Themes and Meanings

(Critical Guide to British Fiction)

Tirra Lirra by the River might be called a “soul book,” since it traces the wholeness, from self-absorption to self-awareness. The question, “Who does she think she is?” is asked by detractors at critical points in Nora’s development, and it is a question asked implicitly by Nora throughout the novel. It is a still-unanswered question as the novel ends. From her youth until her suicide attempt, Nora creates her world through her imagination. Camelot happiness, self, are always elsewhere. She shapes things, creates objects of art, makes audacious clothing to disguise her self or project an image of it when her physical beauty fades, she tries to end her life altogether. Yet when she drops her illusions and decides to continue living “provisionally,” only moment by moment, Nora turns toward home, toward the Camelot within her. Nora has always had the courage to be herself. At the end of the novel she attains the courage to look at that self without fear of what she will find She says, “I have made things, concocted things, all of my life. . . but a present my concern is to find things. My globe of memory is in free spin with no obscure side....”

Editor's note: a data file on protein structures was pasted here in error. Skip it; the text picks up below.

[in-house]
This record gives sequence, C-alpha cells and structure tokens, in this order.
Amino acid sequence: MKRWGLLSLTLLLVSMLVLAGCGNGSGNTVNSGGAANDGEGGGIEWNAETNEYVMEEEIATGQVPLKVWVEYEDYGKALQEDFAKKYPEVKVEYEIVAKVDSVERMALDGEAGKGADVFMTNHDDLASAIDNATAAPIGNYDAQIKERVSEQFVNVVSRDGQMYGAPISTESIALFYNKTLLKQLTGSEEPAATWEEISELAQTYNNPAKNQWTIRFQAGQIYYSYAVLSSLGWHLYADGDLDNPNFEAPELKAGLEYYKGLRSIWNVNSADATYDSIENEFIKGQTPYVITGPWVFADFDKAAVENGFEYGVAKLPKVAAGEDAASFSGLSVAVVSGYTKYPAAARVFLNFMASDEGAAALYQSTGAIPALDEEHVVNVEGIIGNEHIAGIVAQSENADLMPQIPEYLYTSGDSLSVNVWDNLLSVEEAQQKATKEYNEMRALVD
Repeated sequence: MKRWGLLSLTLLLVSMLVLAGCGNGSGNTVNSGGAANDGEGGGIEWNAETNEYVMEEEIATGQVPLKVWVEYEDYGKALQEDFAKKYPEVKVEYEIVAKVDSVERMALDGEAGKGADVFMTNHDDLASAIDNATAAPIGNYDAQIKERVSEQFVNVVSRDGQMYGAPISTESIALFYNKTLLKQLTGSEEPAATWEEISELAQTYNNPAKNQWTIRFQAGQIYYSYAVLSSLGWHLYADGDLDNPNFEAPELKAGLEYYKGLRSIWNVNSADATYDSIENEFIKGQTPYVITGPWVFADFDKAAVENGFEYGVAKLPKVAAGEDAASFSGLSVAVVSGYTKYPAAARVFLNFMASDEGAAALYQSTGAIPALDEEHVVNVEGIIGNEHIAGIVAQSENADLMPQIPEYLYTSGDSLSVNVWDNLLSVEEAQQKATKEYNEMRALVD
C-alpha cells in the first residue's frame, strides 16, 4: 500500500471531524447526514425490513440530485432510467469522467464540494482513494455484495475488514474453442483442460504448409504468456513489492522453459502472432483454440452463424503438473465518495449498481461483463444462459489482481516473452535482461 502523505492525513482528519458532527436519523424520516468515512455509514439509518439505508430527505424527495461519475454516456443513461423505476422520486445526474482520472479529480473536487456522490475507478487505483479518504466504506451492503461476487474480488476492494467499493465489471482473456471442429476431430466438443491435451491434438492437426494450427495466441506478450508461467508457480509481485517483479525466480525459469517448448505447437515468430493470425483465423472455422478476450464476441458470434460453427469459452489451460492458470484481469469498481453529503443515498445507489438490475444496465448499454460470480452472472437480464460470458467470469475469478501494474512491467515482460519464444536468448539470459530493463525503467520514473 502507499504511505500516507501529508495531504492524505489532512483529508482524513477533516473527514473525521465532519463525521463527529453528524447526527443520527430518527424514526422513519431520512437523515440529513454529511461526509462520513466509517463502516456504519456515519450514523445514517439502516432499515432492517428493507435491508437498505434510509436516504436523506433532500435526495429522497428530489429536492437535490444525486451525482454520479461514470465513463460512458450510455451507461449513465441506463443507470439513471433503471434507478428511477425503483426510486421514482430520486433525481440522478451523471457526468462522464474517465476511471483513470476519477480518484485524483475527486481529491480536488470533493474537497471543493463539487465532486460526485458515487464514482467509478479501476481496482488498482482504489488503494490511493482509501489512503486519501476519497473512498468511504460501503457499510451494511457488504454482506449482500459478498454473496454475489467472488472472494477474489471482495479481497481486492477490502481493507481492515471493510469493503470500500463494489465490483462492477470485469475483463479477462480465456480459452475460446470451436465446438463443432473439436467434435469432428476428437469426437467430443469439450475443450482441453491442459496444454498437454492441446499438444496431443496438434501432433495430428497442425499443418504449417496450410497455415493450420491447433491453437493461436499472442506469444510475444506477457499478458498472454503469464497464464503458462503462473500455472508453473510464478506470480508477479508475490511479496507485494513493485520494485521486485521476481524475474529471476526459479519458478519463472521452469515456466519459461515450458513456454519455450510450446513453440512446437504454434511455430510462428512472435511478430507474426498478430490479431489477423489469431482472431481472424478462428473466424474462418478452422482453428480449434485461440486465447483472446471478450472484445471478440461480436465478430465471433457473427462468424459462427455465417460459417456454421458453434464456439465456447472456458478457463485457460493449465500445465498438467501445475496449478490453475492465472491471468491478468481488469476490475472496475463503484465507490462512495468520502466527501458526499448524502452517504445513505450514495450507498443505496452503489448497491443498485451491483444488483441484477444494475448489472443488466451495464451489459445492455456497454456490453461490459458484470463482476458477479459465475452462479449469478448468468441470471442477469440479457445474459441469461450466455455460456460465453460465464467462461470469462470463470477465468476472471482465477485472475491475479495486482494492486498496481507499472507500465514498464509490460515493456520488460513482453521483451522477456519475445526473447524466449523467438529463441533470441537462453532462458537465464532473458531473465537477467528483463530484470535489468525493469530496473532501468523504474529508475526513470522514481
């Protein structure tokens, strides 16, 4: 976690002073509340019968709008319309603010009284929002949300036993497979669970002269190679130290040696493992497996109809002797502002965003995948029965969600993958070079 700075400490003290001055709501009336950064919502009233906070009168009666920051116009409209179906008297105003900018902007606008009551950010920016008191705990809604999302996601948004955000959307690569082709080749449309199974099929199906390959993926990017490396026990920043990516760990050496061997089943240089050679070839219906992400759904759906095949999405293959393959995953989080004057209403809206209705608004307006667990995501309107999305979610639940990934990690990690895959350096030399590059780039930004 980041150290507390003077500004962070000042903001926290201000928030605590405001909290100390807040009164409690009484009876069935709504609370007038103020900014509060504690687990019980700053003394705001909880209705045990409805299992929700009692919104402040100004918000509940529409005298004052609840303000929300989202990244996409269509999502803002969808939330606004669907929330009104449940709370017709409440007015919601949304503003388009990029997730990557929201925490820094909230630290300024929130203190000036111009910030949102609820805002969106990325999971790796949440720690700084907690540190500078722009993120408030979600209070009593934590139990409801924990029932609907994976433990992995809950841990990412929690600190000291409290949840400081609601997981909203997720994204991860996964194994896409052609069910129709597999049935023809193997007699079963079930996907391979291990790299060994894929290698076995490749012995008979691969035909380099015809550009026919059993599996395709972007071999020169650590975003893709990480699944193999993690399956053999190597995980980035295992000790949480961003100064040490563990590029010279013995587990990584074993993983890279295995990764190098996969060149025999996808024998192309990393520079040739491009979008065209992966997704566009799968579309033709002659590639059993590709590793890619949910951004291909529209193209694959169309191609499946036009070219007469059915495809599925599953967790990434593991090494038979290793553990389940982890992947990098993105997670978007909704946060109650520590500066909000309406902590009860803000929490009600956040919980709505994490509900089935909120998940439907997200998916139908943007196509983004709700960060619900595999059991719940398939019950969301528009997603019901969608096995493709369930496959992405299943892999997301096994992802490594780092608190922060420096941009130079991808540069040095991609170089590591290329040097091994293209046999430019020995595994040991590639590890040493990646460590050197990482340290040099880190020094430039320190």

Finally, as she walks in the garden of Grace, the garden made with such great effort by her sister, who ironically never attained the grace for which she sought, and as she sleeps on Grace’s moon-drenched porch, Nora experiences a oneness with nature, an identification with the whole, a gift of grace As she walks by the local river that as a girl was only a backdrop for he dream of Camelot, she now says, “I believe I have found the river—the real river I disregarded on my first walks and failed to find on my last—because never before have I seen its scoured-out creeks nor known that the shadow of its brown water are lavender at evening.”

The theme of the novel is a theme of unification, of reconciliation of art and life, of the real and imaginary. Nora looks at the river and sees it as it is not in terms of something else. And as it is, in the moment, it is enough. In this clarity of vision, Nora has an ending and a new beginning.